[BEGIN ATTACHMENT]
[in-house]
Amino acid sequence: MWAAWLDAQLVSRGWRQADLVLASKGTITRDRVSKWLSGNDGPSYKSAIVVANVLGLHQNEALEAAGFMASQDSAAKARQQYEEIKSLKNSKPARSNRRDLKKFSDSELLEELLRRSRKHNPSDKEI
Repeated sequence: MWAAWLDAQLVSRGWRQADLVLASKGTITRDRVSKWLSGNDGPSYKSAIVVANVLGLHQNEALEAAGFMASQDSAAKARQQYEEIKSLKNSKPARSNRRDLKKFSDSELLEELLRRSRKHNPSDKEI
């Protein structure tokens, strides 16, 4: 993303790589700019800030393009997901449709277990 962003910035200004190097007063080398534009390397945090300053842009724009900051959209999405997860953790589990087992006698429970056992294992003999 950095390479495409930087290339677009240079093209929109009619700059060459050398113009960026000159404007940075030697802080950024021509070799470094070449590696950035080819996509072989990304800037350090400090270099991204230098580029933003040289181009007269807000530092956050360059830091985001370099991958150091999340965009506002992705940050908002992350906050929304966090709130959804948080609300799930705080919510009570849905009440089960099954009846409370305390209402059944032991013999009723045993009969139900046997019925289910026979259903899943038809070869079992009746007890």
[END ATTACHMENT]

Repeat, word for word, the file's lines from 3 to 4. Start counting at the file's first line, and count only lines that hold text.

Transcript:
Repeated sequence: MWAAWLDAQLVSRGWRQADLVLASKGTITRDRVSKWLSGNDGPSYKSAIVVANVLGLHQNEALEAAGFMASQDSAAKARQQYEEIKSLKNSKPARSNRRDLKKFSDSELLEELLRRSRKHNPSDKEI
């Protein structure tokens, strides 16, 4: 993303790589700019800030393009997901449709277990 962003910035200004190097007063080398534009390397945090300053842009724009900051959209999405997860953790589990087992006698429970056992294992003999 950095390479495409930087290339677009240079093209929109009619700059060459050398113009960026000159404007940075030697802080950024021509070799470094070449590696950035080819996509072989990304800037350090400090270099991204230098580029933003040289181009007269807000530092956050360059830091985001370099991958150091999340965009506002992705940050908002992350906050929304966090709130959804948080609300799930705080919510009570849905009440089960099954009846409370305390209402059944032991013999009723045993009969139900046997019925289910026979259903899943038809070869079992009746007890």